Investigators are examining Ye Gon's links to drug cartels and possible collusion by government officials, who will face charges if implicated, a spokesman for the Mexican attorney general's office said. Ye Gon's U.S. lawyers say their client would not get a fair trial in Mexico; government officials accuse them of concocting a story.

"They take advantage of our political cannibalism, and they take advantage of the eternal distrust in our institutions, and those who represent them in a given moment, to generate this enormous smoke screen," José Luis Santiago de Vasconcelos, Mexico's deputy attorney general, said in a recent interview with CNN.

If the Mexican public is skeptical, it is not without reason, political analysts said. Seven decades of one-party rule under the Institutional Revolutionary Party fostered an ethos of fraud and untouchability. When Fox's National Action Party ended the reign in 2000, he declared a battle against corruption. But accusations have continued -- Fox's wife, for instance, was accused of using her husband's power to secure major government contracts for her adult children from a previous marriage. When Calderón won the presidency last year by a razor-thin margin, millions of street demonstrators accused him of stealing the election.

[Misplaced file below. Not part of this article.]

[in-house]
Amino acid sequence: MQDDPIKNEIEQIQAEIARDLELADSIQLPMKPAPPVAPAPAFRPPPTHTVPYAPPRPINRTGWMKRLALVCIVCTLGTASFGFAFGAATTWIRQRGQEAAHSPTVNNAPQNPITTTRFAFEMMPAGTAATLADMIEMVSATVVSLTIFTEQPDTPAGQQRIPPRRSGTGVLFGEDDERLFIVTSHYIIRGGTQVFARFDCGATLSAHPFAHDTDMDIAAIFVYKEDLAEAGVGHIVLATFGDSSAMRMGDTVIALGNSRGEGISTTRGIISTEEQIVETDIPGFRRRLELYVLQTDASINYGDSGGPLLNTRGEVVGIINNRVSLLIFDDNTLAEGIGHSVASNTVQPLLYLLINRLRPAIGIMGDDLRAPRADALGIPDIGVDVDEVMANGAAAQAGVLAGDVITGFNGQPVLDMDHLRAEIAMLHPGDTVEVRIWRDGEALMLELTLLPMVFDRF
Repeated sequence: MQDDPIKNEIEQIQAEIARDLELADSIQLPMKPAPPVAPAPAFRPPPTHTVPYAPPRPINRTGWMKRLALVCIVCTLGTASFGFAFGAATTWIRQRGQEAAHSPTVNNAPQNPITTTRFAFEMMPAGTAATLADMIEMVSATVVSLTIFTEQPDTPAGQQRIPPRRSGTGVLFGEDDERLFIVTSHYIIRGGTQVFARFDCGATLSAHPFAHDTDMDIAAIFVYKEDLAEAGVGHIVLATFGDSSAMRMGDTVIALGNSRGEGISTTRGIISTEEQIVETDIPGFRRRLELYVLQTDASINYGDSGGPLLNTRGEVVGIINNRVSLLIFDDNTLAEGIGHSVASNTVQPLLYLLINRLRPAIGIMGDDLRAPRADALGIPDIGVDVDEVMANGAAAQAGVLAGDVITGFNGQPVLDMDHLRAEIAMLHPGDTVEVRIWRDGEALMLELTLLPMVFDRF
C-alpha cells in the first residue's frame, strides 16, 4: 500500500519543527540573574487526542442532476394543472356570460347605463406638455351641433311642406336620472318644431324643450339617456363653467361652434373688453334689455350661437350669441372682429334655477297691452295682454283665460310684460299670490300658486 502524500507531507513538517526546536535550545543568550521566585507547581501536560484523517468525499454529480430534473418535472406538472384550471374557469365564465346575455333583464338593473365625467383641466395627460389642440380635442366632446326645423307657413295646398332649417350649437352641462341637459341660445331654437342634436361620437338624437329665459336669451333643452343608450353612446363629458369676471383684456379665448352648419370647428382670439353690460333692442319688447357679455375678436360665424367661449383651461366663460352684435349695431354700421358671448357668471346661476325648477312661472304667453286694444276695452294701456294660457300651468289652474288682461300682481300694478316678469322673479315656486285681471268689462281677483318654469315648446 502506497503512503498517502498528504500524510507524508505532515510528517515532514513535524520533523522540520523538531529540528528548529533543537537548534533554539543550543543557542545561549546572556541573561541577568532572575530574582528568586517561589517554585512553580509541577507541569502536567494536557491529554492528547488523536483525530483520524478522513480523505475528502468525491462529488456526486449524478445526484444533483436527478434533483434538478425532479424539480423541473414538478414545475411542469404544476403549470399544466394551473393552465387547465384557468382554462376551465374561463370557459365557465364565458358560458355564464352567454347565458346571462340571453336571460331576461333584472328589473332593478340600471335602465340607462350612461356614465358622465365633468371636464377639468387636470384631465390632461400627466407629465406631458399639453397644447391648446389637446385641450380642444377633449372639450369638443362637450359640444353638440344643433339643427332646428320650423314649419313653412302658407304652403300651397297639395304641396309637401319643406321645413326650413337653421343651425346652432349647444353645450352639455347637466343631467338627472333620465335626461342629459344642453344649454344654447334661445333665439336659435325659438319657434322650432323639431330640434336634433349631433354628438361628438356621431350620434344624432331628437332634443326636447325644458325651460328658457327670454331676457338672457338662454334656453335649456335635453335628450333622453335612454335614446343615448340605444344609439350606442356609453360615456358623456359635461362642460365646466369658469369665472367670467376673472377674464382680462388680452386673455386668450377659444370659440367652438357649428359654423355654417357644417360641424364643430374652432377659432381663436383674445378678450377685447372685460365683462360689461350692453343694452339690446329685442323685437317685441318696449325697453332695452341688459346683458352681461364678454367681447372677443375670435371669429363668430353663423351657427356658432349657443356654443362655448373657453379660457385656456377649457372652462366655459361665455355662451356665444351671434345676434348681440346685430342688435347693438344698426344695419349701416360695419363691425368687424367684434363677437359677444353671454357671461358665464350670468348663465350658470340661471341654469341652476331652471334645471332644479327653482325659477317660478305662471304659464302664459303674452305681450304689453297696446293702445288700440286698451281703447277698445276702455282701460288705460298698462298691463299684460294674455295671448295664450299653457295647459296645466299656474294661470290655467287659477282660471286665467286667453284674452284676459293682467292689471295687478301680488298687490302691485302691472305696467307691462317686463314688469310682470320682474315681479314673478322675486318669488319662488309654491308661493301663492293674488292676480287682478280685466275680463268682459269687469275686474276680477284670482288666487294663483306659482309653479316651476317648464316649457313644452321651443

According to recent surveys by Transparency International, a Berlin organization that monitors corruption, Mexicans gave their government a 4.4 on a corruption scale of 1 to 5, with 5 being most corrupt. A poll by the daily newspaper La Reforma found that most Mexicans either buy Ye Gon's story or believe neither side. Bumper stickers reading "I believe the Chinaman" are for sale.

Ye Gon, a native of Shanghai, was a stranger to the Mexican public before March. He immigrated in 1990 and for a time imported Chinese trinkets, officials said. In 2000, he began importing Chinese pseudoephedrine, a cold medicine ingredient that can be used to make methamphetamine, ostensibly to sell it to drug manufacturers. The government says he lost his permit in 2005, when Mexico cracked down on a growing meth market.

But officials received an anonymous tip in early 2006 that Ye Gon was dealing pseudoephedrine to Mexico's drug underworld, and "Operation Dragon" was launched with the U.S. Drug Enforcement Administration. On Dec. 5, a ship arrived for him in a southwest Mexican port carrying 19.7 tons of a substance listed on shipping manifests as a chemical that does not exist, Mexican and U.S. authorities say. Laboratory tests revealed it was a derivative of pseudoephedrine, authorities said.